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President Trump asks Ted Cruz to argue Texas case before SCOTUS: report
Hannah McKay/Reuters/Bloomberg via Getty Images

President Trump asks Ted Cruz to argue Texas case before SCOTUS: report

Cruz recently offered to present a Pennsylvania election case before the high court

President Donald Trump has reportedly asked Sen. Ted Cruz (R-Texas) to argue Texas' lawsuit against four battleground states before the U.S. Supreme Court.

What are the details?

The New York Times reported Wednesday that the president asked Cruz the night before if he would be willing to present the case filed by Texas Attorney General Ken Paxton, which accuses officials in Georgia, Michigan, Pennsylvania, and Wisconsin of exploiting the COVID-19 pandemic to unconstitutionally expand mail-in voting for the Nov. 3 election.

The suit seeks to delay the Electoral College vote until nationwide investigations into potential voter fraud are completed. President Trump and his campaign have filed dozens of lawsuits in numerous states contesting the results of the election that mainstream media has roundly declared for Democratic presidential nominee Joe Biden.

On Monday, Cruz offered to argue an election lawsuit spearheaded by Pennsylvania Rep. Mike Kelly (R), if the Supreme Court agreed to take it up. But the high court denied the case the next day.

The Texas senator issued a response to the Supreme Court's decision on the Pennsylvania case, saying in a statement:

"I am disappointed that the Court decided not to hear the case challenging the election results in Pennsylvania. The anger and division we see across the Nation needs resolution. Late last year, the Pennsylvania Legislature passes a law that purported to allow universal mail-in voting, notwithstanding the Pennsylvania Constitution's express prohibition. This appeal filed raised important and serious legal issues, and I believe the Court had a responsibility to ensure our elections follow the law and the Constitution."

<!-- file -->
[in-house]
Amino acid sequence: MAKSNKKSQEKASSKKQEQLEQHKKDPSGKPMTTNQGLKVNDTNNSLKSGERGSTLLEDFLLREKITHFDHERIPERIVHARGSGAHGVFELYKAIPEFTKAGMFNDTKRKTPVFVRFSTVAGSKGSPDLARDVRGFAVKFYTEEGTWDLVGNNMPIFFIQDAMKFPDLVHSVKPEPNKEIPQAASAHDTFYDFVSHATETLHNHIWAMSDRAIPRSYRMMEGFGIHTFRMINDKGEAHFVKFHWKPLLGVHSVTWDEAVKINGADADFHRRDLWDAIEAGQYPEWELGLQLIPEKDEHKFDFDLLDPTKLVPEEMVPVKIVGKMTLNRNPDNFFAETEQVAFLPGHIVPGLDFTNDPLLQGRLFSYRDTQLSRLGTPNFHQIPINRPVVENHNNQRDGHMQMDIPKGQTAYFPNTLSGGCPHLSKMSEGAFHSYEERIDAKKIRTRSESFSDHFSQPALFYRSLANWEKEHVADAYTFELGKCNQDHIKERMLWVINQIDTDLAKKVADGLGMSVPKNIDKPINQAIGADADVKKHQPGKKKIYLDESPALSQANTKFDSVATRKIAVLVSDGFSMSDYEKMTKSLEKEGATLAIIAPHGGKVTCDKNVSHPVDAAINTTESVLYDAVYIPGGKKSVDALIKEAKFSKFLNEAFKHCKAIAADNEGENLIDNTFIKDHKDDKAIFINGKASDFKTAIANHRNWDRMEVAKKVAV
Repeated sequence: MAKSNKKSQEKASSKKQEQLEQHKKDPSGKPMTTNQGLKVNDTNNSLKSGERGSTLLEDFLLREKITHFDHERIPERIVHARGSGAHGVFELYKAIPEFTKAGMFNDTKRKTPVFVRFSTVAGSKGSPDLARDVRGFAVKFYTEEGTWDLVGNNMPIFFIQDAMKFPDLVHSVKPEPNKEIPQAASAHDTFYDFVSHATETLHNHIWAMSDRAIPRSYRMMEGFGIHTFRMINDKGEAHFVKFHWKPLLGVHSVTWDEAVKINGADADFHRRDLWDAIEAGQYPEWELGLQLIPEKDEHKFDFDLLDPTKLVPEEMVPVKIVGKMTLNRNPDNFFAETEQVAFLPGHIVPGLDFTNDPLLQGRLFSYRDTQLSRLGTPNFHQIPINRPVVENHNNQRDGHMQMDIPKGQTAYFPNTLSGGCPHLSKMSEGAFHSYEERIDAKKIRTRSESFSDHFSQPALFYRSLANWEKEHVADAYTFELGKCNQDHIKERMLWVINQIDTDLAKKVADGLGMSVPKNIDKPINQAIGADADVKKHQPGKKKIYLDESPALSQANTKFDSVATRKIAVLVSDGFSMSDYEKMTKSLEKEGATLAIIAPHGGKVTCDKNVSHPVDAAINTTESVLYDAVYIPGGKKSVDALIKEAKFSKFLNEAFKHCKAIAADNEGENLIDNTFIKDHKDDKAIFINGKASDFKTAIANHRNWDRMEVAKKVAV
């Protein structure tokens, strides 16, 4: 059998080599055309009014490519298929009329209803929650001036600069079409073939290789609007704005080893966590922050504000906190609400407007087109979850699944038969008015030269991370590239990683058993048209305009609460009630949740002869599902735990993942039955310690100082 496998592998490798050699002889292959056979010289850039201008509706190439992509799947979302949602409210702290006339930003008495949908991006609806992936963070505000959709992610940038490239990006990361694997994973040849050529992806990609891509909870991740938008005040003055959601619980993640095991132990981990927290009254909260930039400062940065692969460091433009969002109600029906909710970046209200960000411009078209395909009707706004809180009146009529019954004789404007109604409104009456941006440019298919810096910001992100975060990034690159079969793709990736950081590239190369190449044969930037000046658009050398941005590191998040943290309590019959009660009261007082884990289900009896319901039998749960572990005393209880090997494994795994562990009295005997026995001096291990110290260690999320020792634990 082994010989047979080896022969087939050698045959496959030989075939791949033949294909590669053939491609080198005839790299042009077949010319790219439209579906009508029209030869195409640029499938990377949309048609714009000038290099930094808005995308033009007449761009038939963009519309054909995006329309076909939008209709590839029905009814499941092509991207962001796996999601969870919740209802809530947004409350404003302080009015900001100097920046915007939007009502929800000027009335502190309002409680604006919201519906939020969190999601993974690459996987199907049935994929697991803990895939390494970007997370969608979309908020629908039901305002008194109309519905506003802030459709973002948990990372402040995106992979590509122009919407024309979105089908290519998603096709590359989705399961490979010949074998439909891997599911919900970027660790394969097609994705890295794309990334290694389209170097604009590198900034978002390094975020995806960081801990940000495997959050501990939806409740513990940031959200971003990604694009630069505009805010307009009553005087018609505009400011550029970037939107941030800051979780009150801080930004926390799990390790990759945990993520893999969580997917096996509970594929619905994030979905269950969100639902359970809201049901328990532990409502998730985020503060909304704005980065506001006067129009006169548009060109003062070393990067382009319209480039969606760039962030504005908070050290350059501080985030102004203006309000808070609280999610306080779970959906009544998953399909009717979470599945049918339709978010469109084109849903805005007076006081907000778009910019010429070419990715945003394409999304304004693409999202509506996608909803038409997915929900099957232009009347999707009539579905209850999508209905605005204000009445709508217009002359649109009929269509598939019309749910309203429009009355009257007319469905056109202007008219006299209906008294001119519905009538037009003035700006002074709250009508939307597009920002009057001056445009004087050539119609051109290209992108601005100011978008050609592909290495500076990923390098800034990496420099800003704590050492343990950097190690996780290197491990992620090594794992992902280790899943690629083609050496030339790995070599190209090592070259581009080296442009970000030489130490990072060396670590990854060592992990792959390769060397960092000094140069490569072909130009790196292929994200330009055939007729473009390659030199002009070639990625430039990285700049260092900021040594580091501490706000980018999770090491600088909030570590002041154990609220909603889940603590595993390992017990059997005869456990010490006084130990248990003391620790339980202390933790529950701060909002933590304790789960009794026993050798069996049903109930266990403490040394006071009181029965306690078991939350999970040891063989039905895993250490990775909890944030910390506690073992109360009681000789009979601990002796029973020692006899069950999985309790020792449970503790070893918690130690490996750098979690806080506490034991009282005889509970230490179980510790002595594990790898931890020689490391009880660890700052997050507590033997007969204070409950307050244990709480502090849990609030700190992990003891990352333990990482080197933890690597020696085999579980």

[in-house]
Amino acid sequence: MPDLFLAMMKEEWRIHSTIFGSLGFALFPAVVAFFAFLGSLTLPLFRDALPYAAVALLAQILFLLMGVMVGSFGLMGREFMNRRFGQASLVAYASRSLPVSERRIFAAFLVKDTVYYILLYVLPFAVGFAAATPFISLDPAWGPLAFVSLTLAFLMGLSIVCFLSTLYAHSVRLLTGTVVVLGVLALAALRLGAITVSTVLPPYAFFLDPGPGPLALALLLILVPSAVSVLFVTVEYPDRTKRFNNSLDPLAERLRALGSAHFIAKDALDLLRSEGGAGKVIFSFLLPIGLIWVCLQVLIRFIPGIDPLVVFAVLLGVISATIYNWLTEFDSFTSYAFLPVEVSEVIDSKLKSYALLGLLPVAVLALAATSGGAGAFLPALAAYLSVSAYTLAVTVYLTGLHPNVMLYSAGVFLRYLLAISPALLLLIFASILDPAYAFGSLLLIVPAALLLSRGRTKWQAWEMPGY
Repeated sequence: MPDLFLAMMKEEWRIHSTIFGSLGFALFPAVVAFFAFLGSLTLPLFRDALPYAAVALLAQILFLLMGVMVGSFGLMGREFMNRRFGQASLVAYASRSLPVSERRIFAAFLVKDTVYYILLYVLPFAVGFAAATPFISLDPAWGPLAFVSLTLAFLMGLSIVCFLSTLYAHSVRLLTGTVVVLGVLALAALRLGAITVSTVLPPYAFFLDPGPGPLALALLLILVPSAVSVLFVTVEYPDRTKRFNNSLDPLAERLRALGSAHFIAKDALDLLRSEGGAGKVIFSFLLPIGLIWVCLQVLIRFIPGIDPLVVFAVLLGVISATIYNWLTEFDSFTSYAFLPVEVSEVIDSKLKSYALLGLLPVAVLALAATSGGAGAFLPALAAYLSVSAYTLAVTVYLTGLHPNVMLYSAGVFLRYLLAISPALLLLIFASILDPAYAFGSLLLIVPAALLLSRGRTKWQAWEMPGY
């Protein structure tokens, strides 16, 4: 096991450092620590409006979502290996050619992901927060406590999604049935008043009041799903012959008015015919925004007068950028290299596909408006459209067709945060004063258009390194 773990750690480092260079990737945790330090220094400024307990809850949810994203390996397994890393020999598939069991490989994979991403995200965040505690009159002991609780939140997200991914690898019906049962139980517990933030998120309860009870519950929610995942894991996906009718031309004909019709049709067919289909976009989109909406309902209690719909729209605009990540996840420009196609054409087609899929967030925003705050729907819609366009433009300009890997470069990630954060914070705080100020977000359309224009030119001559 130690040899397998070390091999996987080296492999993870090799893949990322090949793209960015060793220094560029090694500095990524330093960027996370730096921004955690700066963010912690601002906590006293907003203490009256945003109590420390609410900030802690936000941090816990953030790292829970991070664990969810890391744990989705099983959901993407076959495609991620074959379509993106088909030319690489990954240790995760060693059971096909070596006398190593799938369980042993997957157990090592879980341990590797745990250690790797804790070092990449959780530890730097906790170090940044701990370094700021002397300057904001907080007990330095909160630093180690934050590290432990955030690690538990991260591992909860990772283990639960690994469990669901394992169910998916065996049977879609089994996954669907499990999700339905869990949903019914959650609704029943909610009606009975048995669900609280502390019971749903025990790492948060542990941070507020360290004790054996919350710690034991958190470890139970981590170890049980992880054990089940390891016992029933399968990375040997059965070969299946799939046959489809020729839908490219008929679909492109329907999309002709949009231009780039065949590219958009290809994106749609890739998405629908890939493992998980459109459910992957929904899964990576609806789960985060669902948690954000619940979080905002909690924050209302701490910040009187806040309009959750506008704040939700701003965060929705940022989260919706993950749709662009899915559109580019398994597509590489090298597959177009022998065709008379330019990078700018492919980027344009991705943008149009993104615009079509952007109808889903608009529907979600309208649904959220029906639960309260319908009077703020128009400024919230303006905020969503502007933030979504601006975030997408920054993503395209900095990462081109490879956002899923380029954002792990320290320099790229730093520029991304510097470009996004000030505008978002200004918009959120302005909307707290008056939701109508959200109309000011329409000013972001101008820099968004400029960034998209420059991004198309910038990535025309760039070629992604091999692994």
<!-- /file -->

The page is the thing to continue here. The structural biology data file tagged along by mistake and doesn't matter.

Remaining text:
Cruz has argued several cases before the Supreme Court in the past, most when he served as solicitor general for the state of Texas. As of this writing, he has not issued a public response to the Times' report, nor has the president.

Momentum behind the Texas case built up considerably on Wednesday, after several Republican state attorneys general issued statements expressing their endorsements of the lawsuit.

Trump vowed on Twitter, "We will be INTERVENING in the Texas (plus many other states) case. This is the big one. Our Country needs a victory!"

He added later, "Wow! At least 17 States have joined Texas in the extraordinary case against the greatest Election Fraud in the history of the United States. Thank you!"

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